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The push and pull…

18 Jul

I’ve done lots of thinking during the last few months.  Mostly about family, the good, the bad, and sometimes – downright ugly.  Funny thing happened just now when I typed that last sentence, I imagined some readers making assumptions about what I meant just then, what ‘type’ of adoptee I am, having just written that. 

Although I used the term assumption above, we (everyone in adoption) know it’s true from years of having it proven true.  True because of the desperation so many adopting parents have that needs adoption to be wonderful, always.

Nothing is wonderful, always, life always has good and bad components to it.

Getting back to the thinking part of my recent journey.  Not just the good, warm memories hit me, bad memories too.  Hard deeply emotional personal memories, some I didn’t want to remember, ever.

Good with the bad.

This post is for those who need adoption to be wonderful, always…

You can genuinely be part of your family, love life, just be, and also, mourn deeply for the life you would have had, should have had, all the losses not having that life entails.  Too me, it’s a dichotomy.  You can love and hate something at the same time.

If you can’t accept that, do some souls-searching on your experiences, pretty sure you’ll find something that makes the penny drop on what I’m talking about.  Maybe it will help you understand what it’s like to live this life, being adopted.

The push and pull…

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10 Comments

Posted by on July 18, 2016 in Adoption, adoptive parents

 

Tags: , , , , ,

10 responses to “The push and pull…

  1. Paige Adams Strickland

    July 18, 2016 at 4:32 pm

    Yes! The push-pull is always there, even under the “best” of circumstances.

    Liked by 1 person

     
  2. Lara/Trace

    July 18, 2016 at 5:40 pm

    You make me think and rethink reunion (pullback). It was more push and pull than I was prepared for…and I’m nowhere near getting in touch with my first mother’s daughters. I have had enough.

    Like

     
    • TAO

      July 18, 2016 at 5:44 pm

      Everything has so many emotional layers / double everything it seems. Sometimes it’s just too much and you end up frozen and unable to do anything… Hugs

      Liked by 1 person

       
  3. Lori Lavender Luz

    July 18, 2016 at 10:35 pm

    There are so many layers of complexity. I appreciate how you explore them here and make me think.

    Liked by 1 person

     
  4. Heather

    July 19, 2016 at 4:44 am

    Well said

    Like

     
  5. beth62

    July 19, 2016 at 2:10 pm

    The push/pull seasons…
    I freeze, I thaw, I sit in the sun, I sit in the storms, I’m bright, I’m cloudy…
    I am half frozen lately, and it’s July and 99 degrees outside
    I agree, sometimes it is just too much, time to set it aside for a season.
    Will go dive deep where it’s nice and quiet and cool today 🙂

    Liked by 1 person

     
  6. cb

    July 25, 2016 at 10:42 pm

    “You can genuinely be part of your family, love life, just be, and also, mourn deeply for the life you would have had, should have had, all the losses not having that life entails. Too me, it’s a dichotomy. You can love and hate something at the same time.”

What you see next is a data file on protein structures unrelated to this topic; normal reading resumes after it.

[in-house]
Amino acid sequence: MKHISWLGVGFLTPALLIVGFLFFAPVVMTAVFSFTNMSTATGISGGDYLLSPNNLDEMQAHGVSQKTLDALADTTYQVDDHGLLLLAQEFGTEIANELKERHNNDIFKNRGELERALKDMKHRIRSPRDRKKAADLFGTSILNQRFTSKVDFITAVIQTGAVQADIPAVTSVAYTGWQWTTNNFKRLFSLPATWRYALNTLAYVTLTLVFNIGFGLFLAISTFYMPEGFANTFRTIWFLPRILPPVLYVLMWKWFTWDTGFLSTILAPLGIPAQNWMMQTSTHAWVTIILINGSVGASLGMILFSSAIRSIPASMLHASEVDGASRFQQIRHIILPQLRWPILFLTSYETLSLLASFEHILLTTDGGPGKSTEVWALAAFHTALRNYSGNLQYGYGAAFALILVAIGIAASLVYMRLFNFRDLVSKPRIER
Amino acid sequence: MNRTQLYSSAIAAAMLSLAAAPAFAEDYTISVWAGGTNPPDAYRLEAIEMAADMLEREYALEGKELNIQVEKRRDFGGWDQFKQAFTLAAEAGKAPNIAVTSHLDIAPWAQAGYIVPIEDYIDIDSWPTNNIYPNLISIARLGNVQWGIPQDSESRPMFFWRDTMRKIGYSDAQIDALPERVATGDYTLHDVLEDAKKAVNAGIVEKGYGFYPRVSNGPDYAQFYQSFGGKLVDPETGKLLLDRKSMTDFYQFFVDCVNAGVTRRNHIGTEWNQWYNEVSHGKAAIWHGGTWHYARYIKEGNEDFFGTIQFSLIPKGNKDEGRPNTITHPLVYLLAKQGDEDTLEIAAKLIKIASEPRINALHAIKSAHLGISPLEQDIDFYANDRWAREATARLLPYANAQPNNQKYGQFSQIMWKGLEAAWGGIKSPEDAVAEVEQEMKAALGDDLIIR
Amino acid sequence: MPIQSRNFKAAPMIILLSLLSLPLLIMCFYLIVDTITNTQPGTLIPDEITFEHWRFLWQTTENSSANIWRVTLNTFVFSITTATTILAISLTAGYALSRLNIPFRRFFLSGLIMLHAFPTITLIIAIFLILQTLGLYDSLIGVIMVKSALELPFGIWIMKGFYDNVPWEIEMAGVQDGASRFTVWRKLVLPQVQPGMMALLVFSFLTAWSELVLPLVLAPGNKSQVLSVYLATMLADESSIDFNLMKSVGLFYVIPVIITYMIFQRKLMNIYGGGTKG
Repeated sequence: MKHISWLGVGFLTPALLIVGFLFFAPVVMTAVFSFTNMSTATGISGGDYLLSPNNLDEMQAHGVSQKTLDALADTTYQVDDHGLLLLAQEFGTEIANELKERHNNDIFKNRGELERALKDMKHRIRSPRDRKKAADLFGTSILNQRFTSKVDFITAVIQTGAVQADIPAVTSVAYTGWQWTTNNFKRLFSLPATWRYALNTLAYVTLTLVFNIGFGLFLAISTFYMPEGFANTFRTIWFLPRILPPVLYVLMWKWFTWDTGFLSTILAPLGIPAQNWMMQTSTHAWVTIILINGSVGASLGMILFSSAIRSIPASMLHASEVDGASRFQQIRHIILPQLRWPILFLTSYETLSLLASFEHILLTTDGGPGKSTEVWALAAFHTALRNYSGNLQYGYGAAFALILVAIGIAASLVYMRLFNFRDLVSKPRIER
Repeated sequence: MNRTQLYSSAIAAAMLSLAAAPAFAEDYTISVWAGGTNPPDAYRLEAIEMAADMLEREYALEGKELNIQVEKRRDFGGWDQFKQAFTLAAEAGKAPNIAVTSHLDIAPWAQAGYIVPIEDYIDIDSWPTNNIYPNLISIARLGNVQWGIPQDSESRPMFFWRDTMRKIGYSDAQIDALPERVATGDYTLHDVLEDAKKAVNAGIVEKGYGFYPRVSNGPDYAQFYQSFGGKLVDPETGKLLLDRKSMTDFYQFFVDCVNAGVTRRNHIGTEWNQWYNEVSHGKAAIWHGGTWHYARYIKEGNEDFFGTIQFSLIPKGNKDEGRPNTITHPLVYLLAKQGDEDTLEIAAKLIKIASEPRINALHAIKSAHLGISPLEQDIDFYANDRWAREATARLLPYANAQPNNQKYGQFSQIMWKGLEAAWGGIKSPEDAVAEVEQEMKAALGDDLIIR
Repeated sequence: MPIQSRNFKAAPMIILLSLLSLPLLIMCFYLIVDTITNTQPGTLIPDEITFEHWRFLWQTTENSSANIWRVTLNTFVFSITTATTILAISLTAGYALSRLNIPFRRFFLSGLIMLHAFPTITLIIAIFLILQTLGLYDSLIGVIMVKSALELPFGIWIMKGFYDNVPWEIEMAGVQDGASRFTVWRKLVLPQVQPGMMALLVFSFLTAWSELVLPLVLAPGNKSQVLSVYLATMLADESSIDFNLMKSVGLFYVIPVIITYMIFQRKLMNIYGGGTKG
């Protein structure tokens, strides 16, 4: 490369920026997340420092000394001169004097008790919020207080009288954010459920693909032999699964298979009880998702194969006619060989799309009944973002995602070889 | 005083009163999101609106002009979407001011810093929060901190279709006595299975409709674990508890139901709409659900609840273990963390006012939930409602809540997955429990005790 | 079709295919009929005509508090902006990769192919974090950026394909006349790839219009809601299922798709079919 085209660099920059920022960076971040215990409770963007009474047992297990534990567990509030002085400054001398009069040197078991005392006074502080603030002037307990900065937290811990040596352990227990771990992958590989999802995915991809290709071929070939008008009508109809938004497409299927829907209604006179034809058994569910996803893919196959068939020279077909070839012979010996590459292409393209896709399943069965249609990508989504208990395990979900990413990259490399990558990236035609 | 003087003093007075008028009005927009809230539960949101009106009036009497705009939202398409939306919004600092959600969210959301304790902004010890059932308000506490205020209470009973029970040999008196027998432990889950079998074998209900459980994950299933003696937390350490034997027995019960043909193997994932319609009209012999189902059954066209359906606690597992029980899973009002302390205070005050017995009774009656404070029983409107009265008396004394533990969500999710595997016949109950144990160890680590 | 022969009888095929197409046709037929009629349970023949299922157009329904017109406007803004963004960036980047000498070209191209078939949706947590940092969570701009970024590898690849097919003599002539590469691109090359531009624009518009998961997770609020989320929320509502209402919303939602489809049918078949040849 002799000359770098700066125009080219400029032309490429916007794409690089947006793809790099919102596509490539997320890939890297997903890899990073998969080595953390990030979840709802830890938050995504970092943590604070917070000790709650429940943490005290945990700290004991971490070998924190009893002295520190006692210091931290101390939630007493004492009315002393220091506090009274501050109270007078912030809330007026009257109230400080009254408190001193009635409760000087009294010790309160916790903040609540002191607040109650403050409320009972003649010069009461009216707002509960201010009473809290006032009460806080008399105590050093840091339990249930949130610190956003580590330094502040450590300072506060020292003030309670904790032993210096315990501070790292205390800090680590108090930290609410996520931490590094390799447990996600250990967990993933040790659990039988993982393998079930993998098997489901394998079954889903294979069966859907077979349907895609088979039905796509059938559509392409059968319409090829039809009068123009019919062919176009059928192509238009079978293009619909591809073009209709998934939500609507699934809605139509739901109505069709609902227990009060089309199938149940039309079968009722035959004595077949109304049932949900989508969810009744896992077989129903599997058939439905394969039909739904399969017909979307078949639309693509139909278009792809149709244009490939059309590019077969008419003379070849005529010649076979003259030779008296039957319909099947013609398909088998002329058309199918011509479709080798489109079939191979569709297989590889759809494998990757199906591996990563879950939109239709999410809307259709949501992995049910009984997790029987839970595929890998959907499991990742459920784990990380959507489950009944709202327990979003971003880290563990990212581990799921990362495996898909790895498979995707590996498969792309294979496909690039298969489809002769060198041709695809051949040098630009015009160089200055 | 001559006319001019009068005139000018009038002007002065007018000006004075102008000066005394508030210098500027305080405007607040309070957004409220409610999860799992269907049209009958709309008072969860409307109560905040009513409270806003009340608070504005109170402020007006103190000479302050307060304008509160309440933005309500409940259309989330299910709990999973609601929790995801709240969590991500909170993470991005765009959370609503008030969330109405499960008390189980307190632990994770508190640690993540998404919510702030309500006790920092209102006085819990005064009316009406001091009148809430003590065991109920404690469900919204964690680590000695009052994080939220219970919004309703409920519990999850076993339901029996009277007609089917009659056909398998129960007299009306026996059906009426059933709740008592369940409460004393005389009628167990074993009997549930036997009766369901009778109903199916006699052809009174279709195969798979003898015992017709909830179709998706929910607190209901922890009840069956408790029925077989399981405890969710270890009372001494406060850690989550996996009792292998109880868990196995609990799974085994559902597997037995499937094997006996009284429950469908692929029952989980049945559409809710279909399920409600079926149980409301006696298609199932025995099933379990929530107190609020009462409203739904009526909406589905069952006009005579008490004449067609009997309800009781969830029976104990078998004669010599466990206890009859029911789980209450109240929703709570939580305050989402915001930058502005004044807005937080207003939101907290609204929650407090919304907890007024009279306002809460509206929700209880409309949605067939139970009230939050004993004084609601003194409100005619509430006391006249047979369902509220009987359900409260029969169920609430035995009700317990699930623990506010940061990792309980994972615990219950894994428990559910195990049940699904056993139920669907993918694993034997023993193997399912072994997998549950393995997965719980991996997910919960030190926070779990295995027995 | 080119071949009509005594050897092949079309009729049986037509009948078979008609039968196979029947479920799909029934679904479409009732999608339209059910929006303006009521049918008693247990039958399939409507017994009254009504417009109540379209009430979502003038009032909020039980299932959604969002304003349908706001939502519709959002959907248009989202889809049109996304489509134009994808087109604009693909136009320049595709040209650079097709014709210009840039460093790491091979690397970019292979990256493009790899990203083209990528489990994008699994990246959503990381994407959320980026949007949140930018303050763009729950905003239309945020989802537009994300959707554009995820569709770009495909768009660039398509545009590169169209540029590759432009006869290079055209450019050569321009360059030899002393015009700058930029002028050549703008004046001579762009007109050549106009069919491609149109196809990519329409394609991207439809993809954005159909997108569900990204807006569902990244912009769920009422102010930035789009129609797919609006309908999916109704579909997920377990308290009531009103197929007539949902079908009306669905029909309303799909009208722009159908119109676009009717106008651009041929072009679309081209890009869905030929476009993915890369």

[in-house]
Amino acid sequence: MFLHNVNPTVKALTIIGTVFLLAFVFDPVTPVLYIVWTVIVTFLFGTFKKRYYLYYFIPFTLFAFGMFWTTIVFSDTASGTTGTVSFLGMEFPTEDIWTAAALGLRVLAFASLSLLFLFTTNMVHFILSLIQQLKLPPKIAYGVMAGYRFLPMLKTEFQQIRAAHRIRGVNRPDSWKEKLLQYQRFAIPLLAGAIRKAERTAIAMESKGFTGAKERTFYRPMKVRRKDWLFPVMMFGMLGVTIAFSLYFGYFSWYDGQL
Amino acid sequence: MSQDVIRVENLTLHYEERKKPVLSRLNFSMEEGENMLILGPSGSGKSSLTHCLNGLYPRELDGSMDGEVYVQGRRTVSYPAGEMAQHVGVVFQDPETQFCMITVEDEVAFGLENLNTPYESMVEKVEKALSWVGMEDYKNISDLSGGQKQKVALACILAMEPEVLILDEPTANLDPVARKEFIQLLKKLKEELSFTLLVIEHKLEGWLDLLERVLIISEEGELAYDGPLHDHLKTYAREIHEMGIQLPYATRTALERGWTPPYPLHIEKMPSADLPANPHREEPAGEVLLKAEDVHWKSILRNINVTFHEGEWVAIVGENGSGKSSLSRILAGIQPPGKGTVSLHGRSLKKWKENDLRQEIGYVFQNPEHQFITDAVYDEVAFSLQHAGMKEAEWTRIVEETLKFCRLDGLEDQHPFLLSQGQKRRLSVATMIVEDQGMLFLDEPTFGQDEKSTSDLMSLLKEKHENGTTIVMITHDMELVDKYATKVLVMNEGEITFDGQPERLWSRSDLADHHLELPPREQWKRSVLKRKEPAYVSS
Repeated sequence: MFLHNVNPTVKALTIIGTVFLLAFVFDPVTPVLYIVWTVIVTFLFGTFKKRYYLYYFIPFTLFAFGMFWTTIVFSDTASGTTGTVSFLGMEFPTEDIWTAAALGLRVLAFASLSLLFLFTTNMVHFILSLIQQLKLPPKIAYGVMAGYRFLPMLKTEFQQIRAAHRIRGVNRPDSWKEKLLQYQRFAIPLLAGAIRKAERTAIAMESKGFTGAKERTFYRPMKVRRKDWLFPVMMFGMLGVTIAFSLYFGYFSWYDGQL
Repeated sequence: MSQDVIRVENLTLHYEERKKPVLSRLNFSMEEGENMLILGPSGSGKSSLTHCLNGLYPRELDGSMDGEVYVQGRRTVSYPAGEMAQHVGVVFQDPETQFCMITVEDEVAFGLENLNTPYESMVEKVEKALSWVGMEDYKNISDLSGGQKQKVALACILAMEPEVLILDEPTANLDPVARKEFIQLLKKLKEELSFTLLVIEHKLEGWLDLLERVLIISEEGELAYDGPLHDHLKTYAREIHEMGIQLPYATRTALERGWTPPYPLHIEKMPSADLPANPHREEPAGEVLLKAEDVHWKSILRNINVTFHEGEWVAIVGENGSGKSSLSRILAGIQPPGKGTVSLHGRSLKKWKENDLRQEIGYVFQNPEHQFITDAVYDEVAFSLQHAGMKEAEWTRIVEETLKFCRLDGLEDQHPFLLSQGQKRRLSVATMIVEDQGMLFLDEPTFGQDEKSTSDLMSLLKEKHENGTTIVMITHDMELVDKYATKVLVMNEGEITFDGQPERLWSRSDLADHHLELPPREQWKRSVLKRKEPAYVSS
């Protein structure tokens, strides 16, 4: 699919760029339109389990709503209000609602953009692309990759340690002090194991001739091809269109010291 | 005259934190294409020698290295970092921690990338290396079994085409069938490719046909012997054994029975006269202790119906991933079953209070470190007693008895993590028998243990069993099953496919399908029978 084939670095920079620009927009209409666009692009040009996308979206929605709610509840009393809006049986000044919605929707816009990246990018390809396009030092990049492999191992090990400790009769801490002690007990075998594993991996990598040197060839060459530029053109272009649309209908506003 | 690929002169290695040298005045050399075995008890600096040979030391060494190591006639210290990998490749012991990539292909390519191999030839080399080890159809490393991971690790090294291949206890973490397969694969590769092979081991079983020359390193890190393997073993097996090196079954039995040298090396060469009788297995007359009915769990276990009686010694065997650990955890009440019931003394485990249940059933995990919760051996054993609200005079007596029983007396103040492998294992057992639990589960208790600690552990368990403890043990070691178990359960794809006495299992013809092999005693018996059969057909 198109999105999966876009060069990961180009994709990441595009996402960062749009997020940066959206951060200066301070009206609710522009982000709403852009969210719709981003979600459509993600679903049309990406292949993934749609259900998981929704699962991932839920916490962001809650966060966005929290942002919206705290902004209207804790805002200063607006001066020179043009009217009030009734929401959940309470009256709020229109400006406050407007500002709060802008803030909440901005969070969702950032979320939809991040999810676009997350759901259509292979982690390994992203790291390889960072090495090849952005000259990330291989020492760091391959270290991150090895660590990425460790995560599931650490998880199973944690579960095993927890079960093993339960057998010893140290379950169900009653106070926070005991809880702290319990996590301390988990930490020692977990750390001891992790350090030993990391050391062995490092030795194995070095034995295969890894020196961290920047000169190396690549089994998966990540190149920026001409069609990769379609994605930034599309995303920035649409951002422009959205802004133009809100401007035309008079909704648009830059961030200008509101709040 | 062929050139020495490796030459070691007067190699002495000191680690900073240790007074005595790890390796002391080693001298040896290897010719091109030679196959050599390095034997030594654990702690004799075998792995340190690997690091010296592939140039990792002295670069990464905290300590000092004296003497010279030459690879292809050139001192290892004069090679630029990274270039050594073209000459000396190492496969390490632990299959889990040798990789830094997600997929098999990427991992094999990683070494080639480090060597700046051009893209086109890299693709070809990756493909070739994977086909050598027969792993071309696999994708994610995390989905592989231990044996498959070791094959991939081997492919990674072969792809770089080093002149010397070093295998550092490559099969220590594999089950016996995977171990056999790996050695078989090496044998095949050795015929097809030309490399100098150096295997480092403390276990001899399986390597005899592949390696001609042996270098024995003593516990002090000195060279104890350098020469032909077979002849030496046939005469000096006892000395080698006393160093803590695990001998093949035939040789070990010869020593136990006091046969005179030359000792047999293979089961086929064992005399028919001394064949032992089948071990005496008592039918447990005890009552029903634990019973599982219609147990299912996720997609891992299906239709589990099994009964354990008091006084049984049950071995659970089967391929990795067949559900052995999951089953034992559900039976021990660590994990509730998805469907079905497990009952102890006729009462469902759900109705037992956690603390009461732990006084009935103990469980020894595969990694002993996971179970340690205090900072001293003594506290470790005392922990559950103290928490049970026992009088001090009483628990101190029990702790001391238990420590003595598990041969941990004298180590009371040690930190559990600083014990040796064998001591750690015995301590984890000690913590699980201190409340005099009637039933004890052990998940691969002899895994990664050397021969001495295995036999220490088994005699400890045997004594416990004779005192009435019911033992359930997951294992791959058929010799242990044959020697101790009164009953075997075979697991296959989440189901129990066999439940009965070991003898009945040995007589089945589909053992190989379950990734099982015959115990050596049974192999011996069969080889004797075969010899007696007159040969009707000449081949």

That is very true. Unfortunately, people can often only see the black and white especially when it comes to adoption. They also often seem to interpret things differently than if it was another life experienced being discussed.

    For example, we have all read and heard stories by people in general of how happy they are with their lives right now and that they don’t regret any of their life experiences because those experiences have gotten them to where they are now. Most of the time, we acknowledge that some of those life experiences weren’t great things in themselves but that the person has made the best of a situation.

    When adoptees do the same thing, suddenly that particular life experience (adoption) gets seen by everyone as the reason why their life is so great rather than one of many life experiences that has gotten them to that point.

    One thing I do try to avoid myself is the “comparative narrative”, i.e. saying “I’m glad I was adopted because otherwise the alternative would have been XYZ”. I have to admit that I do think it weird that some APs love those types of comparative narratives. Personally, if I were an AP, I wouldn’t want my child to consider me to be the “better of two choices” and in fact, being compared to a worse alternative isn’t exactly a compliment a lot of the time.

    Like

     
    • Heather

      July 26, 2016 at 7:47 am

      Very well said. Thank you.

      Like

       
  7. Judy

    April 14, 2017 at 4:27 pm

    This is so helpful to learn about the feelings an adoptee goes through. I’m an adoptive parent and my daughter is going through many emotions right now….especially the push-pull. I first didn’t understand what was the cause of this behavior. Through therapy and the internet, I’ve learned so much….

    Like

     
    • TAO

      April 14, 2017 at 4:28 pm

      Thanks Judy…it’s a hard place to be.

      Like

       

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